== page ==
One might expect that a 1-in-5 success rate would discourage libel suits, but apparently the trend is just the opposite. A growing distrust of the media and "everybody talking about the litigious society," she says, has meant that more people are filing suits when they feel wronged. Ironically, what the press once thought of as its fines hour, coverage of Watergate, is backfiring. She says, "Some juries and judges feel uncomfortable with a press that has the power to topple a president, even if the story was true."
As far as libel goes, the future does not look rosy for reporters and their news organizations. Recently, F. Dennis Hale, an associate professor of journalism at Bowling Green State University in Ohio, surveyed 86 lawyers who had appealed libel judgments in 24 states over the last four years. Sixty-seven percent believed that the Supreme Court would weaken the protection against libel suits over the next decade. Fifty-seven percent felt the press had become more cautious as a result. The majority of the lawyers questioned, however, believed the press still enjoys more freedom than prior to the 1964 landmark Supreme Court decision New York Times v. Sullivan, which held that, with public officials and figures, the plaintiff must prove actual malice on the part of the publications to win a libel judgment.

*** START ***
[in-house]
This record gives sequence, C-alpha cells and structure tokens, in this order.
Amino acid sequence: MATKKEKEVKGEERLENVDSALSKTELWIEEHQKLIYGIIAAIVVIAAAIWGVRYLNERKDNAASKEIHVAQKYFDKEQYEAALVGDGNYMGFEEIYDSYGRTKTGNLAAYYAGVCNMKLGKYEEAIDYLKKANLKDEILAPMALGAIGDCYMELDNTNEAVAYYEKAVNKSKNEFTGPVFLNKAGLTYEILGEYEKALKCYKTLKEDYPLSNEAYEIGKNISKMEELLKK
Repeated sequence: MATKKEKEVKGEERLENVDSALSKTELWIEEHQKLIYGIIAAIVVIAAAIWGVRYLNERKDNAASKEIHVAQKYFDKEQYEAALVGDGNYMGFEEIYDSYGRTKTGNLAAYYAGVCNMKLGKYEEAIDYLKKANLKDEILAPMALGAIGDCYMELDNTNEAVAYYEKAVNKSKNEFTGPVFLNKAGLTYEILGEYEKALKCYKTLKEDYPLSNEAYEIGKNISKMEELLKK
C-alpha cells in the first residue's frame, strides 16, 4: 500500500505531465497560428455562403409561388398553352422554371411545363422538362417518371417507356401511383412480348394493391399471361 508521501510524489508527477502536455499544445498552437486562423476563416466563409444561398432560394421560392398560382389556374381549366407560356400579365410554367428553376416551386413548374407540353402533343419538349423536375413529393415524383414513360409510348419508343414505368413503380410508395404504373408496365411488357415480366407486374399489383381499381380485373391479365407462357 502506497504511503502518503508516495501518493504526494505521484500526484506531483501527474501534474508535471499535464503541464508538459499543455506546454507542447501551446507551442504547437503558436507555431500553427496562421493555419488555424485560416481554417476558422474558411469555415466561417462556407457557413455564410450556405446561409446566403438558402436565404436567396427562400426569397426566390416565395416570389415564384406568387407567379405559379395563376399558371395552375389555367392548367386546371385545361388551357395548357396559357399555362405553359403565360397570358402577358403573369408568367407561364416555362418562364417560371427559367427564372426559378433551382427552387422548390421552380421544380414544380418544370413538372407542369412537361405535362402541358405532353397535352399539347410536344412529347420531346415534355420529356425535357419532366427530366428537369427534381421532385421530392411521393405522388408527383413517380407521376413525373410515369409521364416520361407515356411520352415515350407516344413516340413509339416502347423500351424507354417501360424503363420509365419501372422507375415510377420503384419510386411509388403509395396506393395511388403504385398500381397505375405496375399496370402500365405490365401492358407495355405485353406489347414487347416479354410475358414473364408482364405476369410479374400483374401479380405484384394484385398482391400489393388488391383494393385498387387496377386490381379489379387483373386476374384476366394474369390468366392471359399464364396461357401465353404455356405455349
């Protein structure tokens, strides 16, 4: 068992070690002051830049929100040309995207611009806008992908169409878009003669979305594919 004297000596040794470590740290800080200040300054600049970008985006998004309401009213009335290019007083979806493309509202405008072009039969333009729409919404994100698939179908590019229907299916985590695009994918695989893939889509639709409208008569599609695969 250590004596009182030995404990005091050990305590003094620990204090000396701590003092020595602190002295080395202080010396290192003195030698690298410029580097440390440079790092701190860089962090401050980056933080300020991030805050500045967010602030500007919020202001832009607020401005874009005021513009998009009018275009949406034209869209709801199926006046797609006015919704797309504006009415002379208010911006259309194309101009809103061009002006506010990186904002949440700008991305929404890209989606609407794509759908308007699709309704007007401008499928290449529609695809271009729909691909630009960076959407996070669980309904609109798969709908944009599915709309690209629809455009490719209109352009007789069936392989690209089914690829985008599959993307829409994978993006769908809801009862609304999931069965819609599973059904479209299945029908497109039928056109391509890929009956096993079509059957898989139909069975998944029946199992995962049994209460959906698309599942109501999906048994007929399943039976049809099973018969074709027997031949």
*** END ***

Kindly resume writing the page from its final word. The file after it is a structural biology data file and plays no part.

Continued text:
On a hill overlooking the Mississippi and downtown alton stands a 93-foot Barre granite monument to the town's press martyr, Elijah Parish Lovejoy. Steve Cousley enjoys escorting visiting reporters on a brief pilgrimage to the monument and Lovejoy's grave site. "In those days, when people didn't like what you were saying they would run you out of town," he says, passing in the shadow of the four-ton bronze Winged Victory on top of the towering stone column.
"Lovejoy made his stand in Alton. It's that tradition of press freedom that the Telegraph is making its stand for. We're here to fight. We're going to come out of this predicament and keep the presses rolling."